Participants of study 2 were Japanese athletes of various sports (not limited to a specific discipline), recruited from March 2015 to November 2017. A total of 2181 participants were recruited. Written consent was obtained from each participant. The procedure was approved by the Ethics Committees of Juntendo University, Nippon Sport Science University, Tenri University, and the National Institute of Fitness and Sports in Kanoya, and performed in accordance with the Declaration of Helsinki.
In J-HAP, the history of sports-related injuries was assessed by questionnaire . In the present paper, we focused on non-contact muscle injury diagnosed by medical practitioners. The number of days that elapsed from the date of injury to the date of the athlete’s return to usual training was asked to evaluate the severity of injury via the questionnaire. Injury severity was categorized into one of four levels based on the number of days until return: minimal (1–3 days), mild (4–7 days), moderate (8–28 days), and severe (>28 days) . If a participant had a history of multiple muscle injuries, data on the most severe injury was used. In addition, precise information on the primary sport, playing years, and competition level was obtained using the questionnaire. Participants who had  no Japanese ancestry , missing or invalid questionnaire data, or  less than 3 years playing experience in their primary sport were excluded. The final sample size in the analyses of history of muscle injury and severity of muscle injury were 1559 and 186, respectively.
Total DNA was isolated from the saliva of all participants in both Study 1 and 2 with an Oragene® DNA Collection Kit (DNA Genotek, ON, Canada) and quantified using a NanoDrop 8000 UV-Vis Spectrophotometer (Thermo Fisher Scientific, DE, USA) or Eppendorf Bio Photometer Plus (Eppendorf, Tokyo, Japan). DNA samples were stored at 4 °C until use. The samples were analyzed for the rs12722 polymorphism in the 3′-UTR of COL5A1 using a TaqMan SNP Genotyping Assay (Assay ID: C____370252_20) and LightCycler® 480 System (Roche Molecular Systems, Mannheim, Germany) or StepOne™ Real-Time PCR System (Thermo Fisher Scientific). Five microliters of the genotyping mixture contained 2.5 μL TaqMan® GTXpressTM Master Mix (2×) or TaqMan® Universal Master Mix II (2×), 0.0625 μL TaqMan® SNP Genotyping Assay mix (40×), 1.4375 μL sterilized water, and 1 μL genomic DNA (10 ng/μL). Two to four negative controls were included on each plate. Genotypes were called based on TaqMan® assays results using LightCycler® 480 SW (version 1.5, Roche Molecular Systems) or StepOne™ software (version 2.3, Thermo Fisher Scientific). Three hundred eighty randomly selected samples were genotyped in duplicate for the rs12722 polymorphism, and we confirmed that the genotyping results perfectly agreed between duplicates.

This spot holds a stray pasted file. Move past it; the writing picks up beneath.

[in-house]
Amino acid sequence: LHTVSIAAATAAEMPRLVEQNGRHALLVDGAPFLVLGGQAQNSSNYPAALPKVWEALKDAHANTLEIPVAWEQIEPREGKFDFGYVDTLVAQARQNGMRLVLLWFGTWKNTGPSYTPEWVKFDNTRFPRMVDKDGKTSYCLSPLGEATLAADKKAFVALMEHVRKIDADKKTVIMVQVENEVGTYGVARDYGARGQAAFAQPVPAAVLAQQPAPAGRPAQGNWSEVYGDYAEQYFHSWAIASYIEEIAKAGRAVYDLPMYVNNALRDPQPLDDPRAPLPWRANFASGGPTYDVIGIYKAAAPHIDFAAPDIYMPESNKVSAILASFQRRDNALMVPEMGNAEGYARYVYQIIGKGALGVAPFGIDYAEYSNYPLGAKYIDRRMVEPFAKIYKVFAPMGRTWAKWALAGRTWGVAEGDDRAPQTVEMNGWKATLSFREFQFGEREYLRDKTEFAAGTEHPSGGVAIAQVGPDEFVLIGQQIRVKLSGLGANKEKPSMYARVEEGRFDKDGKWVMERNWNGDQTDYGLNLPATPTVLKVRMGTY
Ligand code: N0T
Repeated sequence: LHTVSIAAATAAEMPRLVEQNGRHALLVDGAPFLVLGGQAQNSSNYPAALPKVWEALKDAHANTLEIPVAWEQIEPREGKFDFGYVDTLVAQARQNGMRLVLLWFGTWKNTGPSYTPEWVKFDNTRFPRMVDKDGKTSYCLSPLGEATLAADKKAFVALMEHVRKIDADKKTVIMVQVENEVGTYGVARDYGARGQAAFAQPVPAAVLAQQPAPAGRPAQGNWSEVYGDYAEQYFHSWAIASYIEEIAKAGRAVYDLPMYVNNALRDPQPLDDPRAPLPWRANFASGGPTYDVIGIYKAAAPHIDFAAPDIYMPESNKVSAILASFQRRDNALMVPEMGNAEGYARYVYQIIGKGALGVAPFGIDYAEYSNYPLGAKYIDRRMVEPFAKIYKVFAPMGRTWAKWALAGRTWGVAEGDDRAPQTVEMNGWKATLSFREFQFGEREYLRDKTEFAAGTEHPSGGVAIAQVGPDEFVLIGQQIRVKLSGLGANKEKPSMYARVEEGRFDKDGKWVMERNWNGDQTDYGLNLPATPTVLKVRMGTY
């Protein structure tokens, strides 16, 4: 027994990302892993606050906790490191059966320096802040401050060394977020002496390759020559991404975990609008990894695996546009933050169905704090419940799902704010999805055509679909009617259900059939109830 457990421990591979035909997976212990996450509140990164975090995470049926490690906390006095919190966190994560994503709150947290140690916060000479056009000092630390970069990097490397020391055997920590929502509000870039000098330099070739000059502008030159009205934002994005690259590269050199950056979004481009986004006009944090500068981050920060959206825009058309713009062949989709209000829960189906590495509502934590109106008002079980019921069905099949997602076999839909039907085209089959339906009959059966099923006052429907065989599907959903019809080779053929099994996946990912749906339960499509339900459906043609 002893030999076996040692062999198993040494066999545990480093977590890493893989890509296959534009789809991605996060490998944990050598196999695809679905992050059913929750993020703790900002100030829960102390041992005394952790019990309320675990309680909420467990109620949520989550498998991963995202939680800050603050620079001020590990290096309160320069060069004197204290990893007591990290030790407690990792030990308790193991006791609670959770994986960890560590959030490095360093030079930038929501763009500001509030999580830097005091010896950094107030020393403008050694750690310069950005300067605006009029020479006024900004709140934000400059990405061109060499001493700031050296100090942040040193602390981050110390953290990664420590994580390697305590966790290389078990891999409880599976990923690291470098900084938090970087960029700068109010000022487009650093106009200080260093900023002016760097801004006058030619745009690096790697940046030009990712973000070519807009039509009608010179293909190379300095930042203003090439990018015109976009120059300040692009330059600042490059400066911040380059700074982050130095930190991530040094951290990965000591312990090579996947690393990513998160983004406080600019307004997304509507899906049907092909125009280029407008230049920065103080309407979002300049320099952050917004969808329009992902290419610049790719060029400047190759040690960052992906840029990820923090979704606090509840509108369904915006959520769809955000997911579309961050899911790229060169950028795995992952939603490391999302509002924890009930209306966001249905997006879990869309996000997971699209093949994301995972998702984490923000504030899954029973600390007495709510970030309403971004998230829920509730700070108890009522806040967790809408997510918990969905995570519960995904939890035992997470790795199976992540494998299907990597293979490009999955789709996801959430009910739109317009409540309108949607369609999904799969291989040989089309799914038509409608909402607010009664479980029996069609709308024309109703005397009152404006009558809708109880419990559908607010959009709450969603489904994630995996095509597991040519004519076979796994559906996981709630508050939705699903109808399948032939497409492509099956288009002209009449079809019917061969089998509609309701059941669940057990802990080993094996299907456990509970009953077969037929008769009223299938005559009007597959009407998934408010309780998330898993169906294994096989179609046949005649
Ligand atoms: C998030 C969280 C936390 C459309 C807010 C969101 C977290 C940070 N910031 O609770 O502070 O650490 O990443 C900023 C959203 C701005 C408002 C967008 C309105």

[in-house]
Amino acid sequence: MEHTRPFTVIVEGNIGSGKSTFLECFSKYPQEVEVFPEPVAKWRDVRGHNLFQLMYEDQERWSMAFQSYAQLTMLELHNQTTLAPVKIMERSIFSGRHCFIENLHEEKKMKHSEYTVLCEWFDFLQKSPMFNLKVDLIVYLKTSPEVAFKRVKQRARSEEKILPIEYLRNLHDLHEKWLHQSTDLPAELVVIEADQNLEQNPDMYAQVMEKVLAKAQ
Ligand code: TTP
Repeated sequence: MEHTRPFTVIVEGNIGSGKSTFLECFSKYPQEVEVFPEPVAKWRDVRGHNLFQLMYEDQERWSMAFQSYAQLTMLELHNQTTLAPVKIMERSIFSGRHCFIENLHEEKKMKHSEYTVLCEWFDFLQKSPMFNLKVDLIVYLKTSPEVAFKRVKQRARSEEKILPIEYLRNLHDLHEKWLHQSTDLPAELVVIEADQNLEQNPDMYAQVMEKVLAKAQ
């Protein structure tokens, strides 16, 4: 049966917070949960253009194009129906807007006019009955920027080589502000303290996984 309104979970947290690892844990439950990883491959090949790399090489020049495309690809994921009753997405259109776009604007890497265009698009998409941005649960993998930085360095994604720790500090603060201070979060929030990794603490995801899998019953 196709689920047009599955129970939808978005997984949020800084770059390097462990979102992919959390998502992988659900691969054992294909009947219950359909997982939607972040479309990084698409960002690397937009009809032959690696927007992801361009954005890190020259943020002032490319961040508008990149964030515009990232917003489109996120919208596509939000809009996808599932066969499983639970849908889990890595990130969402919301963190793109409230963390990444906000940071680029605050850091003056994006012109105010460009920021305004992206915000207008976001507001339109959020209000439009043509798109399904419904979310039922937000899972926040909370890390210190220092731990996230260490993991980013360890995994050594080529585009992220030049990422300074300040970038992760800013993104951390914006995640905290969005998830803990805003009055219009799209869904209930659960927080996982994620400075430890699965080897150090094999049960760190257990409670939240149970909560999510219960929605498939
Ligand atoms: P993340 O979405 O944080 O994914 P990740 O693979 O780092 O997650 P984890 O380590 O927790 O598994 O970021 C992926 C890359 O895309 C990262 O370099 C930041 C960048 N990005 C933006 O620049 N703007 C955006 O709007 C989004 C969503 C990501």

Data are expressed as mean ± standard deviation (SD). Statistical significance was set at P < 0.05. Statistical analyses were performed using JMP Pro version 12 (SAS Institute, USA). The Hardy-Weinberg equilibrium of the rs12722 polymorphism was assessed using χ2 test. For the data of study 1, comparisons between two groups (sex, regular stretching habit, genotype [T-dominant and T-recessive models]) were conducted using χ2 test or unpaired Student’s t-test as appropriate. For comparisons under an additive model, the Cochran-Amitage trend test or Spearman correlation test was used as appropriate. Additionally, in order to examine whether the genotypes are associated with the phenotype variables independently of sex and regular stretching, analysis of covariance (ANCOVA) and multiple regression analysis were employed for T-dominant and T-recessive models and for an additive model, respectively. For the data of study 2, comparisons between the muscle injury and no muscle injury groups were conducted by χ2 test or unpaired Student’s t-test. Logistic regression analysis was applied to investigate the associations between rs12722 polymorphism and history of muscle injury with adjustment for playing years and main sport (track & field or the others). Odds ratios (OR) and 95% confidence intervals (CI) were calculated under the T-dominant genetic model. Association of the rs12722 polymorphism with severity of muscle injury was assessed by ordinal regression analysis. When the sample size of the TT genotype of the rs12722 polymorphism was less than five, statistical analyses were not conducted for T-recessive and additive models. Using the data of our previous study , we calculated the necessary samples size to detect the expected difference in passive muscle stiffness between the T allele carriers and CC genotype carriers (α = 0.05, power = 0.8, difference in group means = 3.5, within group SD = 7.4, and the ratio of CC genotype carriers to T allele carriers = 2.3) and to detect the association between the T allele of the rs12722 polymorphism and a history of muscle injury with an OR of 2.0 (α = 0.05, power = 0.8, probability of T allele carriers = 0.317, and the ratio of control to case subjects = 8.9). The critical sample sizes were estimated to be 168 and 733, respectively.
The COL5A1 rs12722 genotype frequencies in studies 1 and 2 did not deviate from Hardy-Weinberg equilibrium (P = 0.975 and P = 0.183).